Agile Thinking

What is Agile Thinking? In Agile it is called the Agile “Mindset”. An Agile Mindset is the combination of beliefs, values, principles, and actions that embrace the concepts of the Agile Manifesto and Servant Leadership.

Servant leadership is  a philosophy and set of standards that enriches the lives of individuals, builds better organizations, and ultimately creates a more just and caring world.

Robert Greenleaf,  author of The Power of Servant Leadership, discusses the following 9 Principles of Servant Leadership:

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  1. Listening. Listen receptively to what is being said and support teams in problem-  solving and decision-making.
  2. Empathy. Understand and empathize with others.
  3. Healing. Support teams both physically and mentally and take steps to help  them be happy and engaged.
  4. Self-awareness. Get to know yourself and understand your strengths and weaknesses. Think deeply about your emotions and behavior and consider how they  affect the people around you.
  5. Persuasion. Use persuasion rather than their authority to encourage people to  take action. Strive to build consensus so that everyone supports decisions.
  6. Conceptualization. Create mission and vision statements. Help your teams understand how their work ties into the aim of the enterprise.
  7. Foresight. Use tools like SWOT analysis to help predict what’s likely to happen in the future by learning from past experiences, identifying what’s happening  now, and understanding the consequences of your decisions.
  8. Stewardship. Take responsibility for the actions and performance of your team,  and be accountable for the role team members play in your organization.
  9. Commitment to the growth of people. Be committed to the personal and professional  development of your teams. Build a sense of community within your organization  by providing opportunities for people to interact with one another across the company.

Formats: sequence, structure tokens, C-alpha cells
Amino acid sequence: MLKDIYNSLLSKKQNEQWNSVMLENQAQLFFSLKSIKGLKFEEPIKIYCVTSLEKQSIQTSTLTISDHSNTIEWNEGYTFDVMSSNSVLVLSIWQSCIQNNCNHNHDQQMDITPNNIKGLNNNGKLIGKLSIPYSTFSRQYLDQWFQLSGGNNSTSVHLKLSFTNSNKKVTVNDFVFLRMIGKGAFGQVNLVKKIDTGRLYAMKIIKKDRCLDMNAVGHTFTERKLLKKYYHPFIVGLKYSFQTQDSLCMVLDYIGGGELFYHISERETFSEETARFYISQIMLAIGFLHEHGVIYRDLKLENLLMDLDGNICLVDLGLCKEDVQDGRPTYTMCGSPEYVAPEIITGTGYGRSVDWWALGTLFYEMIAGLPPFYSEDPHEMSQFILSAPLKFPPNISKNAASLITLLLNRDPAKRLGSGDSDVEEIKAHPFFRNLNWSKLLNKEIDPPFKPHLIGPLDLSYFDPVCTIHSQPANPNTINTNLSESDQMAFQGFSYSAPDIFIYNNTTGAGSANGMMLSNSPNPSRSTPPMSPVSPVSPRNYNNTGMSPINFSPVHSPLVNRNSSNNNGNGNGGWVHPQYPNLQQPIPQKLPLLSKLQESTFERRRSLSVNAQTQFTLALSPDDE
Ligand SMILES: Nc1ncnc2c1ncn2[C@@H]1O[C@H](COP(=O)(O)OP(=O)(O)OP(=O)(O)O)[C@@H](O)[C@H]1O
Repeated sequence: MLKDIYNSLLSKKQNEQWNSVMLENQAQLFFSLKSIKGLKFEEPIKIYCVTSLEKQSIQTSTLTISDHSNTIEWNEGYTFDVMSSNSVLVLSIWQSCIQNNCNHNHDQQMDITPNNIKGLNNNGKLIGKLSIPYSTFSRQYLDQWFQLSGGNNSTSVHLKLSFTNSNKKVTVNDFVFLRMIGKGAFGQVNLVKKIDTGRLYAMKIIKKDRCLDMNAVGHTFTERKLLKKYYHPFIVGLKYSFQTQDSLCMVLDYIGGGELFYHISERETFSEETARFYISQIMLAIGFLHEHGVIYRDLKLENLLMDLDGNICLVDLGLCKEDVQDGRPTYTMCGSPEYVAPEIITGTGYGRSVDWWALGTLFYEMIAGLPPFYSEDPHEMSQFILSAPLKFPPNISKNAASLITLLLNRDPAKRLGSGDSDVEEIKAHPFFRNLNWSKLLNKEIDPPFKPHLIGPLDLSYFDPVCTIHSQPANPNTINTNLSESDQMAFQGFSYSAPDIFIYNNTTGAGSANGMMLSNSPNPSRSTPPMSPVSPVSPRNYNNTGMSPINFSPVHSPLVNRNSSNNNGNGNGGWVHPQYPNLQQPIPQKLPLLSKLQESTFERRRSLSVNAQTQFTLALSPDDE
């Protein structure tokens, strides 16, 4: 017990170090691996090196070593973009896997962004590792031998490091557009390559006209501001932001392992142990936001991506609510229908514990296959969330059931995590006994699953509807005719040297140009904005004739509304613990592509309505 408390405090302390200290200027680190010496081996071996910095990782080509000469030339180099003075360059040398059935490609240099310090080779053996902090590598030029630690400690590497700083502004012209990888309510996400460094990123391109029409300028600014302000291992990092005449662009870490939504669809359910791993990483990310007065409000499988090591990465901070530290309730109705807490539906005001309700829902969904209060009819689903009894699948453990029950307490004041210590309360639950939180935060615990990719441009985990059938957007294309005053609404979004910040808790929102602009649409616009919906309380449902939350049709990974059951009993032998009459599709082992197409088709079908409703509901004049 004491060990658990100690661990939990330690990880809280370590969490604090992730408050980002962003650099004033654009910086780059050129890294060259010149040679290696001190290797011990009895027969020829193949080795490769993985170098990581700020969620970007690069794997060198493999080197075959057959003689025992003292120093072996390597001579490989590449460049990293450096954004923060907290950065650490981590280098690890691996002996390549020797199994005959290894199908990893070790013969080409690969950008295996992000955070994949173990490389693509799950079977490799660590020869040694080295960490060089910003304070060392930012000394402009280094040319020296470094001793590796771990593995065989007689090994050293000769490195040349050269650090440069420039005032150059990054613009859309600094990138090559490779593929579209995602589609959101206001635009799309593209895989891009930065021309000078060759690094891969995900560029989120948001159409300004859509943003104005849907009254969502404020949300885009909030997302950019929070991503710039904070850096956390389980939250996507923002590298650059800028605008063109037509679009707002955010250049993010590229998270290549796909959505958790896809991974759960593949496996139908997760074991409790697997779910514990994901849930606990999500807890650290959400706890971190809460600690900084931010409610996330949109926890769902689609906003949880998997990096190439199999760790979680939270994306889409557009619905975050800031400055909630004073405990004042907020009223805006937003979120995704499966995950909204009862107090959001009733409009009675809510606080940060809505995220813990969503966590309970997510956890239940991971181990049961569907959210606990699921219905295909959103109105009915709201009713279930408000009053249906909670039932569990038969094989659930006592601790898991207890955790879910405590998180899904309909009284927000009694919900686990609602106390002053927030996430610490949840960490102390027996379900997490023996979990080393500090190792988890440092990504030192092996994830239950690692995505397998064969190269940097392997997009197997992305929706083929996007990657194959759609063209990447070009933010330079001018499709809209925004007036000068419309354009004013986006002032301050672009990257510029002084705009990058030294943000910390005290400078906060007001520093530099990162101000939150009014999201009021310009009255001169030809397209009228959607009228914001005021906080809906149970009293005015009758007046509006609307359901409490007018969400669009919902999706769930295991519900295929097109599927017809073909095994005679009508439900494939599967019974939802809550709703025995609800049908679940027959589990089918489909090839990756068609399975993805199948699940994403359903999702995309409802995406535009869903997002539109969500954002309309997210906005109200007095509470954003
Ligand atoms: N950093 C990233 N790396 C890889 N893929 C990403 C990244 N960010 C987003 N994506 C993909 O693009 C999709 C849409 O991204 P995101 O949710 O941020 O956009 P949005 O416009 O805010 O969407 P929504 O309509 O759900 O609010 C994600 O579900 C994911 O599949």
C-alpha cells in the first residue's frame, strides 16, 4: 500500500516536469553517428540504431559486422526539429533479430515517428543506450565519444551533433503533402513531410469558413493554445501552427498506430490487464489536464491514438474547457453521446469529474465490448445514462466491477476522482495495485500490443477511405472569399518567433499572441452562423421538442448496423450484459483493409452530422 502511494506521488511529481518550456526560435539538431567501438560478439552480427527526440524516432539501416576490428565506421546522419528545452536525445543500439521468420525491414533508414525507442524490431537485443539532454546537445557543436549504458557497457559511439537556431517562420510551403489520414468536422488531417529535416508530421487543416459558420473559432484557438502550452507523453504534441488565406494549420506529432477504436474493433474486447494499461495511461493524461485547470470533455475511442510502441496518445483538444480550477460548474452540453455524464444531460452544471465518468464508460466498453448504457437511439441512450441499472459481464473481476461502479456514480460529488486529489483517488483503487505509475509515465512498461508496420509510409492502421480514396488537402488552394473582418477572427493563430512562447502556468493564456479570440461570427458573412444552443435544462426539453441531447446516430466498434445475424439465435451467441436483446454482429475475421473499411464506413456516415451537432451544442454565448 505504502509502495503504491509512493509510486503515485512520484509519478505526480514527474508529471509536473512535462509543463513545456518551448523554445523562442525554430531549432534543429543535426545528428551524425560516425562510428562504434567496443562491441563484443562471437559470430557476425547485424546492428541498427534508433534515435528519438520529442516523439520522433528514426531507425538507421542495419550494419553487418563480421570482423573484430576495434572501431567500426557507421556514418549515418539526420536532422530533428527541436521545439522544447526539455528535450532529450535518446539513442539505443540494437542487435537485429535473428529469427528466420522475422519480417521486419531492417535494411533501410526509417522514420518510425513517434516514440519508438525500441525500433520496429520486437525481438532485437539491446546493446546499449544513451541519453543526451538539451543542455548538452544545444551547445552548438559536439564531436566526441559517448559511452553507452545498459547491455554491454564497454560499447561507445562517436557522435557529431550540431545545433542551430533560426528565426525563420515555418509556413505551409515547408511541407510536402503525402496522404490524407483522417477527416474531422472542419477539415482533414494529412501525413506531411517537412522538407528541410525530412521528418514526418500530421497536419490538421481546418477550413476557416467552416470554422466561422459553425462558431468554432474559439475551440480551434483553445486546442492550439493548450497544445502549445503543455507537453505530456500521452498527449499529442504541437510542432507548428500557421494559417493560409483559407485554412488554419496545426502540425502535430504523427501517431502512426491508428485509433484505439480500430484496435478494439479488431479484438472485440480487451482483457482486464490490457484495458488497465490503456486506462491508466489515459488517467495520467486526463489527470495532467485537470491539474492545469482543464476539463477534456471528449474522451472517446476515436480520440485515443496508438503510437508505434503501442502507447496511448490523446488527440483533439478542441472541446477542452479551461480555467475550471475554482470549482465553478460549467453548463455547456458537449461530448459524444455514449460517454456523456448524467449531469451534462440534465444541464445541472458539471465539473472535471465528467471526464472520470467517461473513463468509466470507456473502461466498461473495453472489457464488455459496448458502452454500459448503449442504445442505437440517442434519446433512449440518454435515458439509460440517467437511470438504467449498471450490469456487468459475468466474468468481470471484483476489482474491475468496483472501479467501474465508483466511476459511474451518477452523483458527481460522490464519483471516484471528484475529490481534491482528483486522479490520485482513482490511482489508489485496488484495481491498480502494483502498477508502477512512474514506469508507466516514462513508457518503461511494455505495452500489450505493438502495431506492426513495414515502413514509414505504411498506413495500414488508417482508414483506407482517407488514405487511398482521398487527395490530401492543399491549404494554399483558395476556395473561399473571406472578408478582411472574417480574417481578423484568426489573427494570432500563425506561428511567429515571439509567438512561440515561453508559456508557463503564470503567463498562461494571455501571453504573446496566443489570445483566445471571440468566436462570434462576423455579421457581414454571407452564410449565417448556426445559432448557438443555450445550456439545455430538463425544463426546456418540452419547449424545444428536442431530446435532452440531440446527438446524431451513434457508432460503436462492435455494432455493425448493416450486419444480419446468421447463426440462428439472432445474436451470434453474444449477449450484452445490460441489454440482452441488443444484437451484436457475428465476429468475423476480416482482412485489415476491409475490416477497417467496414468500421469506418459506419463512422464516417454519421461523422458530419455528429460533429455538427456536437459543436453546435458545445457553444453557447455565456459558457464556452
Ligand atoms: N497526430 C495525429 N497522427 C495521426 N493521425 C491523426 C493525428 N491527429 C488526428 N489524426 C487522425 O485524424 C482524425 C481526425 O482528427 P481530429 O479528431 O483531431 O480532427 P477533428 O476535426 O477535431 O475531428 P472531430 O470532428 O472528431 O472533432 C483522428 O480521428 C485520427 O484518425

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In 2001, 17 people with different backgrounds in software development met in the ski hills of Utah to decide on an alternative to documentation driven, heavyweight software development processes.

Although this group consisted of independent thinkers, and sometimes competitors to each other, they held a set of compatible values, a set of values based on trust and respect for each other and promoting organizational models based on people, collaboration, and building the types of organizational communities in which we would want to work…and they created the following 4 Values of the Agile Manifesto:

The Agile Manifesto provides the foundation for effective, empowered, self-organizing teams and it was a turning point that clarified the new approach and started to bring the benefits of these innovative methods to the whole development industry.

In my next post I will talk about examples of Personal and Life Coaching Techniques I have read about, discussed, and used myself to facilitate my Meetup group, Common Threads – Beyond the Pages and the lasting impressions they’ve had on me as well as the Common Threads I see between them and Agile Coaching in my professional life.

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